For temporary workers, instability and job insecurity are part of life. The constant insecurity can wreak havoc on your mental and physical well-being, particularly when it is sustained over a period of time. Finding ways to deal with the temp job cycle can help you stay healthy and sane.
Temporary work is no longer just for recent college graduates—it is rapidly becoming a larger part of the U.S. economy. In 2013, according to USA Today, approximately 12 percent of American jobs were temporary positions. The jobs range from manual labor to highly paid professional work, but each one shares a common feature: an expiration date.
Whether you're stacking boxes at Walmart or serving as a public relations consultant, the temp job cycle can be stressful and damaging to your health. Worries about finding the next job can be all-consuming. Instead of finding time for play, you may wind up staring frantically at a computer screen, searching for the next temp job and sending out endless email resumes.
The most important—and, for many temporary workers, most difficult—thing you can do to deal with the stress of the temp job cycle is to take care of yourself. Spend at least one hour per day on activities that make you feel happy and relaxed. Take a walk, go to the gym, cook a healthy meal or spend time with friends. Do what feels good; if you're working long hours, a nap might be the best option.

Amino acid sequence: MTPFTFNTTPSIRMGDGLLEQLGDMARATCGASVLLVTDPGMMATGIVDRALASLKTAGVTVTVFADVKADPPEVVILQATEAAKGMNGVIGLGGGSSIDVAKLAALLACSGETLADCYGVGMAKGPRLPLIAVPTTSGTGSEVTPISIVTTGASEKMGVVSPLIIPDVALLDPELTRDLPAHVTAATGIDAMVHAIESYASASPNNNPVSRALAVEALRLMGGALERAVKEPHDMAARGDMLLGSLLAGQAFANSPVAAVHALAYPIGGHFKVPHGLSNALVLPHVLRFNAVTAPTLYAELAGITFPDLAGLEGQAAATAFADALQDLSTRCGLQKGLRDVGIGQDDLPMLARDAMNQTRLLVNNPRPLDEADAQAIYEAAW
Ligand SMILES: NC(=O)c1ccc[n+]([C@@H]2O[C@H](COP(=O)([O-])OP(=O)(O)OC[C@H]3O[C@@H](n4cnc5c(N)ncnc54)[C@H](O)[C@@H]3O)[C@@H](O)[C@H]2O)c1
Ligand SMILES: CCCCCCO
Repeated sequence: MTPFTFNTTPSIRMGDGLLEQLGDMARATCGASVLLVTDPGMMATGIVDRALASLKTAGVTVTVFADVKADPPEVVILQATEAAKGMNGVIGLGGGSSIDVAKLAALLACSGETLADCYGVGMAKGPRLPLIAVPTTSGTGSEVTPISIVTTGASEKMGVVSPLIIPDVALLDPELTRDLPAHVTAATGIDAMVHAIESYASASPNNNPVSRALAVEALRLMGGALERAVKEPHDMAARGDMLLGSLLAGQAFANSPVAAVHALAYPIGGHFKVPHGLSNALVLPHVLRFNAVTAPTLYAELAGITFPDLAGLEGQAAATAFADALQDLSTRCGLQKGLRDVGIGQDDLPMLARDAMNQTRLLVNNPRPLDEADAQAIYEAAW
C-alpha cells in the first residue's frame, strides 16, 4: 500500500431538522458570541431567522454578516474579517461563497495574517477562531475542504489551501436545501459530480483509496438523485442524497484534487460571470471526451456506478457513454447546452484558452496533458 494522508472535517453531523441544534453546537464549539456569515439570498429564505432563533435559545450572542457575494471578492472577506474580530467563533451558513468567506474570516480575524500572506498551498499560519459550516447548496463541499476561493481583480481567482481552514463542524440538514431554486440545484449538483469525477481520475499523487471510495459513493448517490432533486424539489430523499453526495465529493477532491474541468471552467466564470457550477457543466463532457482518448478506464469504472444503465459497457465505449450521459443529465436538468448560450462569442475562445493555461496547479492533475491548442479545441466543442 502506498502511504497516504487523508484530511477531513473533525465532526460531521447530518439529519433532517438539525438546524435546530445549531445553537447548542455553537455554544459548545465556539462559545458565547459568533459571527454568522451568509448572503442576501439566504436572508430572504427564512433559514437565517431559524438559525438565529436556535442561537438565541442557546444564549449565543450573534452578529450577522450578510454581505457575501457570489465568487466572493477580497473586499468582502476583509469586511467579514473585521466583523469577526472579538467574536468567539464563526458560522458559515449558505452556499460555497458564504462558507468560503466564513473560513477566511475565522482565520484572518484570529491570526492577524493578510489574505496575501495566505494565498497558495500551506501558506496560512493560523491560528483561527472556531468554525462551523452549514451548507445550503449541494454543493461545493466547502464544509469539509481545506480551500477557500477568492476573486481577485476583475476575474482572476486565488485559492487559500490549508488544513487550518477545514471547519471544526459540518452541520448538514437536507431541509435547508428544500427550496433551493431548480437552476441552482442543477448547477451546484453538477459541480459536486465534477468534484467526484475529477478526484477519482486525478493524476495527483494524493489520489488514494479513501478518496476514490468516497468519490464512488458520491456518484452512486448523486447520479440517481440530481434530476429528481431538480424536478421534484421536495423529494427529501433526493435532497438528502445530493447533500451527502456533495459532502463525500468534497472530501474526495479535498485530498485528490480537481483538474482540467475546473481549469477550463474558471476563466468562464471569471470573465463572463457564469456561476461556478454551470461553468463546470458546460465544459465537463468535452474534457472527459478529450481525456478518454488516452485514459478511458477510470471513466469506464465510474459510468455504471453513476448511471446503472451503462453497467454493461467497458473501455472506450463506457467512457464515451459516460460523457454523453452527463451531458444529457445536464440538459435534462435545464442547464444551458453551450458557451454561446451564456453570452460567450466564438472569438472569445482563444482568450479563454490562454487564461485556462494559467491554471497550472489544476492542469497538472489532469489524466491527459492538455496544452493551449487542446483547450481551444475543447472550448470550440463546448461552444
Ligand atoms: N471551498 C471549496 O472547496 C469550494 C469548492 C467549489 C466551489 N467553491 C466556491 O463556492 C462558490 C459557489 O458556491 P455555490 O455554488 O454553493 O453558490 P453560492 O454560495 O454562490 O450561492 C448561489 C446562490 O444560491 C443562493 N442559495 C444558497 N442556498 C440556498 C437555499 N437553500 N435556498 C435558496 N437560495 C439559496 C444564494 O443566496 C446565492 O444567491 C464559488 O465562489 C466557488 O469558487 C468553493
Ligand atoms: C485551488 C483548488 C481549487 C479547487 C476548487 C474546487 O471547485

Self-care goes beyond carving out free time. When you're in the throes of constant job-hunting and dealing with workplace stress, it is easy to fall into bad habits that hurt your physical and mental health. Daily fast food meals and a poor sleep schedule will only make your stress worse—and probably cause you to put on weight. Take care of yourself by eating healthy meals, staying hydrated and making a point to get a minimum of seven hours of sleep per night. If nothing else, focus on sleep. After seven or eight hours of rest, you'll feel more relaxed and better able to deal with the temp job cycle.
For many people in temporary positions, financial concerns loom larger than anything else. After all, few things are more stressful than worrying about making ends meet. Building up savings can be a remarkably effective way to deal with the insecurity of the temporary job cycle. Don't wait to start saving—start immediately. For the next two or three months, cut out all of the small treats from your budget. Stop drinking $4 lattes. Say no to dinner out. Don't buy new clothes or accessories. Keep going until you've built up at least two months of living expenses. Though it is uncomfortable, a few months of living frugally can eliminate hours of stress and worry. With money saved, you can eliminate the constant, nagging worry about paying next month's rent or putting gas in your car.
Dealing with the stress of the temp job cycle requires a sharp focus and a concerted effort. By taking the process one step at a time, you can cut back on stress and rediscover your motivation to keep going or transition into more stable employment.
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